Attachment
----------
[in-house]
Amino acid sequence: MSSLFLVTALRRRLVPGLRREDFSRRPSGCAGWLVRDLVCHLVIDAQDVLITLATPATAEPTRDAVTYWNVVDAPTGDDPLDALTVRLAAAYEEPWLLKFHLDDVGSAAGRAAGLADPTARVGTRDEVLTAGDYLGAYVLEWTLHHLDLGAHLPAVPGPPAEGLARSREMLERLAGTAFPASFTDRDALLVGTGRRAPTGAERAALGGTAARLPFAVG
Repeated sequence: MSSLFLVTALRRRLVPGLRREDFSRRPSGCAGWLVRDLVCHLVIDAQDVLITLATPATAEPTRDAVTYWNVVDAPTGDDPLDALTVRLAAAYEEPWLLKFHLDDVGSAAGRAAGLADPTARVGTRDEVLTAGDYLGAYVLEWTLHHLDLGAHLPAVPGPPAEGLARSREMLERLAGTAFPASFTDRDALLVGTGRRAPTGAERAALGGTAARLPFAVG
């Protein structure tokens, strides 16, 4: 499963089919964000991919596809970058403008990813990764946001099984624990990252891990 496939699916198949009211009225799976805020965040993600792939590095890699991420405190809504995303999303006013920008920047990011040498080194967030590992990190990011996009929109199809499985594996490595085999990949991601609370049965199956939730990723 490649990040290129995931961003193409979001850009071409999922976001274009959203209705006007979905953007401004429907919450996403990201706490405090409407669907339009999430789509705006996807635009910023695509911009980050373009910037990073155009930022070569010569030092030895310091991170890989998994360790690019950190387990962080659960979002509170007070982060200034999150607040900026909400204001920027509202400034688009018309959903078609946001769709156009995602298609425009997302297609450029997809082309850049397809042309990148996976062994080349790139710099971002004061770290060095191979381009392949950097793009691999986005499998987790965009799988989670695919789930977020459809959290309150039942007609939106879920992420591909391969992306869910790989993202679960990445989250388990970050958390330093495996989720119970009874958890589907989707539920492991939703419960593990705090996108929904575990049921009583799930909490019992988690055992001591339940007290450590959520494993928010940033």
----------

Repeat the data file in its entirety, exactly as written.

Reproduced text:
[in-house]
Amino acid sequence: MSSLFLVTALRRRLVPGLRREDFSRRPSGCAGWLVRDLVCHLVIDAQDVLITLATPATAEPTRDAVTYWNVVDAPTGDDPLDALTVRLAAAYEEPWLLKFHLDDVGSAAGRAAGLADPTARVGTRDEVLTAGDYLGAYVLEWTLHHLDLGAHLPAVPGPPAEGLARSREMLERLAGTAFPASFTDRDALLVGTGRRAPTGAERAALGGTAARLPFAVG
Repeated sequence: MSSLFLVTALRRRLVPGLRREDFSRRPSGCAGWLVRDLVCHLVIDAQDVLITLATPATAEPTRDAVTYWNVVDAPTGDDPLDALTVRLAAAYEEPWLLKFHLDDVGSAAGRAAGLADPTARVGTRDEVLTAGDYLGAYVLEWTLHHLDLGAHLPAVPGPPAEGLARSREMLERLAGTAFPASFTDRDALLVGTGRRAPTGAERAALGGTAARLPFAVG
């Protein structure tokens, strides 16, 4: 499963089919964000991919596809970058403008990813990764946001099984624990990252891990 496939699916198949009211009225799976805020965040993600792939590095890699991420405190809504995303999303006013920008920047990011040498080194967030590992990190990011996009929109199809499985594996490595085999990949991601609370049965199956939730990723 490649990040290129995931961003193409979001850009071409999922976001274009959203209705006007979905953007401004429907919450996403990201706490405090409407669907339009999430789509705006996807635009910023695509911009980050373009910037990073155009930022070569010569030092030895310091991170890989998994360790690019950190387990962080659960979002509170007070982060200034999150607040900026909400204001920027509202400034688009018309959903078609946001769709156009995602298609425009997302297609450029997809082309850049397809042309990148996976062994080349790139710099971002004061770290060095191979381009392949950097793009691999986005499998987790965009799988989670695919789930977020459809959290309150039942007609939106879920992420591909391969992306869910790989993202679960990445989250388990970050958390330093495996989720119970009874958890589907989707539920492991939703419960593990705090996108929904575990049921009583799930909490019992988690055992001591339940007290450590959520494993928010940033």